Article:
Social, behavioral, economic and regulatory factors are influences on the adoption of nontraditional irrigation water sources.
Goal: To increase awareness and understanding of opportunities and barriers to nontraditional irrigation water use with regard to: 1) motivations of consumer behavior concerning foods produced with nontraditional irrigation water; 2) feasibility, costs, and benefits of using these water sources; 3) feasible approaches for implementing nontraditional irrigation under existing laws, regulations and policies; and 4) achievable opportunities for shaping future laws, regulations and policies.
EXAMPLES OF ACHIEVEMENTS TO DATE:
>2,500 adultsubjects participated in economics experimentsexaminingconsumer preferences for foods grown with traditional vs. nontraditional irrigation water sources
5 states researched to compile the existing laws detailing water reuse for irrigating food crops (Maryland, Virginia, Delaware, Arizona and California)
9 law, business, economics and public health students, including CONSERVE scholars, journeyed through Israel to study water reuse and learn about how the Arava Institute is working towards improving water access for communities in the West Bank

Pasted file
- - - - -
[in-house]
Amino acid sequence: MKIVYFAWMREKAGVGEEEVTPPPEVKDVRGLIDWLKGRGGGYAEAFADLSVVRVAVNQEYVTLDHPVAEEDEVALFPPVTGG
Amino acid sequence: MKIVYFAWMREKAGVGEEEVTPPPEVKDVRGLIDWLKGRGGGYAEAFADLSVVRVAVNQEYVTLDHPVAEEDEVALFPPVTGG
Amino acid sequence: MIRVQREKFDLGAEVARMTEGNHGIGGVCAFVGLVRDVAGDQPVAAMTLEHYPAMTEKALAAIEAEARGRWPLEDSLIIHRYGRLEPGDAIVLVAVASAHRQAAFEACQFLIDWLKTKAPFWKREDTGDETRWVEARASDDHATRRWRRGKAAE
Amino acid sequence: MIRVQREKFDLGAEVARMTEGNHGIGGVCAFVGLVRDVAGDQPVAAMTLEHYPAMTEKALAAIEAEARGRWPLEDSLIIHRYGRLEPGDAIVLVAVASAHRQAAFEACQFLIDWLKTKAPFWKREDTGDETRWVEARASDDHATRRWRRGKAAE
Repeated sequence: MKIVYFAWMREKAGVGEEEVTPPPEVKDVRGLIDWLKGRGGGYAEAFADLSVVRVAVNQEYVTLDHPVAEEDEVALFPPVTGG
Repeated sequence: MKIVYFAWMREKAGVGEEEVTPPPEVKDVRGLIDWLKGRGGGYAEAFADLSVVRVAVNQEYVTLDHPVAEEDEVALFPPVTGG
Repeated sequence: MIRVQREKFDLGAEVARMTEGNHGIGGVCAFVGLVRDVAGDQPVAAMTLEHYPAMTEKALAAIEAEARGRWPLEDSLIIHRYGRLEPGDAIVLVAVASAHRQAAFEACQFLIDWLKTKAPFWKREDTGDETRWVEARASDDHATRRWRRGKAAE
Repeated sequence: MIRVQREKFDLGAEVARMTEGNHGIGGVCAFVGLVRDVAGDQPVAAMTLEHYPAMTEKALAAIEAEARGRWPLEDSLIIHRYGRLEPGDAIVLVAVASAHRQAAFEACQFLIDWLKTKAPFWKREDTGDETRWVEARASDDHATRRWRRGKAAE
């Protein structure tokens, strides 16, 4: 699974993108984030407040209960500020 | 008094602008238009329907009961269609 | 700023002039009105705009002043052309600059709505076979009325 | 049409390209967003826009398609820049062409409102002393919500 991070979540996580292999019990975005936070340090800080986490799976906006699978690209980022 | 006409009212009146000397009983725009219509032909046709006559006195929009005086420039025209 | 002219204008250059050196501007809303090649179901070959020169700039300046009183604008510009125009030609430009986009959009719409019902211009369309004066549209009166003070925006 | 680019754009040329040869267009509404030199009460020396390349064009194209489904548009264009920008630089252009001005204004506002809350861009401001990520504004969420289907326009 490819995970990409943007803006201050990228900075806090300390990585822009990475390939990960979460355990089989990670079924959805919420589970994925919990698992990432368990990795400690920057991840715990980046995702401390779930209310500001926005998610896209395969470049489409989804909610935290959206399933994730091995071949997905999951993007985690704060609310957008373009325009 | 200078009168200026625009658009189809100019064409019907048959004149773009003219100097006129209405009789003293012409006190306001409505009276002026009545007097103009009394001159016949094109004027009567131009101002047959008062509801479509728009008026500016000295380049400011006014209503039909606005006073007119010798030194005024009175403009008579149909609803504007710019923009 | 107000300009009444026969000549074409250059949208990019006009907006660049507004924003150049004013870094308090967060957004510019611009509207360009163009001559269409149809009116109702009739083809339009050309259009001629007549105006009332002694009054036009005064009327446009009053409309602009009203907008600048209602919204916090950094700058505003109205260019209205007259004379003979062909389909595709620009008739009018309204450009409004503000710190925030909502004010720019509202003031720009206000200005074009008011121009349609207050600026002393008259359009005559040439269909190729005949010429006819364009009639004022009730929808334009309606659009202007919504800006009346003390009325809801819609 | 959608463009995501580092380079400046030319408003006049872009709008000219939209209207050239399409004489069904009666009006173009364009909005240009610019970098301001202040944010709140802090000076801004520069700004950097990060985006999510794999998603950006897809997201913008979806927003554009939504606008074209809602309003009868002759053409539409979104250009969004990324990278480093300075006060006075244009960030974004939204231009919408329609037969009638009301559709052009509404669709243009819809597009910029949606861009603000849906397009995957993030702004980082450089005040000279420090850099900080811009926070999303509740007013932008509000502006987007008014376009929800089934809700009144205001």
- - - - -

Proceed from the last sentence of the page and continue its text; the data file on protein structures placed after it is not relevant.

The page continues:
Water Reuse Policy and Legal Research
Legal, regulatory, and policy frameworks have not been extensively applied to nontraditional irrigation water sources because such sources have not been extensively used. Moreover, use of nontraditional irrigation water may implicate federal and state food safety laws and regulations. To better clarify these complex frameworks, we are conducting both a broad, national evaluation of relevant legal materials as well as a focused, in-depth study of the Mid-Atlantic (Maryland, Delaware, and Virginia) and Southwest (Arizona and California) states hosting our primary sites. Additionally, we are partnering with Israel’s Arava Institute for Environmental Studies well as European and Australian institutions to conduct international workshops on nontraditional water technologies and legal structures surrounding them.
Consumer Response to Agricultural Water Reuse
To better understand consumer responses to the use of nontraditional irrigation water on food crops, our team members at the University of Delaware’s Center for Experimental & Applied Economics are recruiting consumers from the Mid-Atlantic and Southwest and evaluating real purchase decisions for food grown with and without nontraditional irrigation water.